My wonderful friends Josh and Mark shared their genuine Danish Rye Bread recipe with me months ago and I’ve been dying to try it! I was going to visit them in Manchester and thought it the perfect occasion to take them some freshly baked Rye bread too to say thank you for letting me stay!
The recipe arrived in 3 photos of hand written sheets so I knew it was going to be good and truly authentic. It requires rather a lot of flour as it is enough for 3 loaves. My brain couldn’t calculate the maths to scale this recipe down so 3 loaves it is!
The recipe calls for a homemade sourdough base. I have attempted to make my own sourdough starter from scratch before following the Fabulous Baker Brothers method of capturing the yeast from the air in flour and water and letting it ferment. Perhaps my house is not particularly yeasty, I’m not sure but for whatever reason I couldn’t get it to bubble. Having made a successful Herman the German Sourdough starter and cake before I know that adding instant yeast is a sure fire success. Therefore, I admit it, I deviated from the rules immediately, before I even began baking pouring in a little cheating instant yeast to get the sourdough started.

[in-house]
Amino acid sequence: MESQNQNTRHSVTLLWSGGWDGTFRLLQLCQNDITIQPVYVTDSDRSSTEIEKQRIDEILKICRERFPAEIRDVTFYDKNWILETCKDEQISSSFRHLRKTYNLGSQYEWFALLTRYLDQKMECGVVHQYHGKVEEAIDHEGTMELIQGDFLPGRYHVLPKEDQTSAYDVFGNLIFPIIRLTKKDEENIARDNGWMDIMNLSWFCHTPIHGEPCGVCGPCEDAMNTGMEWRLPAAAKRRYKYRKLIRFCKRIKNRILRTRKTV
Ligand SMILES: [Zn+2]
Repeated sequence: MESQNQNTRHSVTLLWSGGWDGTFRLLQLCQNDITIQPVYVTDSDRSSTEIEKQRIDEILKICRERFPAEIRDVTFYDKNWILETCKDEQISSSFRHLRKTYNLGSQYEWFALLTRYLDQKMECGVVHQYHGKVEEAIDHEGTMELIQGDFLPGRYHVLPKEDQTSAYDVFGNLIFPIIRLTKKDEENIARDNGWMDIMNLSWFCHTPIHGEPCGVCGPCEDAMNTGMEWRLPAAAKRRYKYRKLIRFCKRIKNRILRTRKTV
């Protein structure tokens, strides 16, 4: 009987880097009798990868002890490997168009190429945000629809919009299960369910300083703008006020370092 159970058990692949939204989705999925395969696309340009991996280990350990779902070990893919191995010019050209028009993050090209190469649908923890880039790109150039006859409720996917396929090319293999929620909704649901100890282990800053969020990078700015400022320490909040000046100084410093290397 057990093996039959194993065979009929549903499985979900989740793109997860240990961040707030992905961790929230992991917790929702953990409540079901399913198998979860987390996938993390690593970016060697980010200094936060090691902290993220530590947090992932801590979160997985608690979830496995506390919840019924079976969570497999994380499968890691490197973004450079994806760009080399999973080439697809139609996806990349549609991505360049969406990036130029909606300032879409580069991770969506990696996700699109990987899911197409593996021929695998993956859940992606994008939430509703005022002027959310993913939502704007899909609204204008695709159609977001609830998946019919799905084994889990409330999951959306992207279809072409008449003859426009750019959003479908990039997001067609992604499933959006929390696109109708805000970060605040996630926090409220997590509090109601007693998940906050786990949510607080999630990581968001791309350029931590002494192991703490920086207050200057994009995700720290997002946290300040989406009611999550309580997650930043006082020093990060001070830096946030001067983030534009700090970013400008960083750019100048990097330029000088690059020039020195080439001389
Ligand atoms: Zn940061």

I don’t own a bowl big enough to stir this vast amount of flour in so wielding my largest cake tin I set to work… and consequently ruined said cake tin, bending it out of shape with the cement like dough!
If you were making your own sourdough starter, you could keep some back and carry on feeding it so you can make many more beautiful loves in the future. I was making just enough for this recipe, but may attempt to make my own sourdough rye starter again.
Rye is quite the healthy flour, full of wholesome goodness, as opposed to refined white flour. This means that it has quite a distinct flavour and it is much heavier than white flour. It creates a rather dense loaf. Mixing rye flour with white flour lifts the texture and colour of the bread slightly. The addition of seeds, nuts and grains give it extra texture and nutritious value! This bread is perfect for applying lashings of cream cheese and smoked salmon to. I love the traditional Smørrebrød, or Danish open sandwiches. Rye bread is an essential part of proper Danish sandwich making.
If you plan this in advance you will have plenty of time to allow the starter to ferment. I however did not. You should mix the flour and water together, stirring it into a smooth, thick paste and leave for at least 12 hours to let it bubble. I made my starter but needed it to be ready to go asap so I cheekily added 7g of instant yeast to make sure it rose fully.
Once your starter is ready you can save a cup back for future sourdough creations or, whack it all in to the mix like me. The beauty of rye bread is that it doesn’t require kneading! However you do need strong arms for the mixing. My weapon of choice was a wooden spoon to battle the heavy dough with. Combining the sourdough starter with the rest of the rye bread mixture, alternating between the dry ingredients and the water is hard work but you must keep on stirring until everything is combined, including the seeds and grains. Prepare yourself for a good 10 minutes of elbow grease.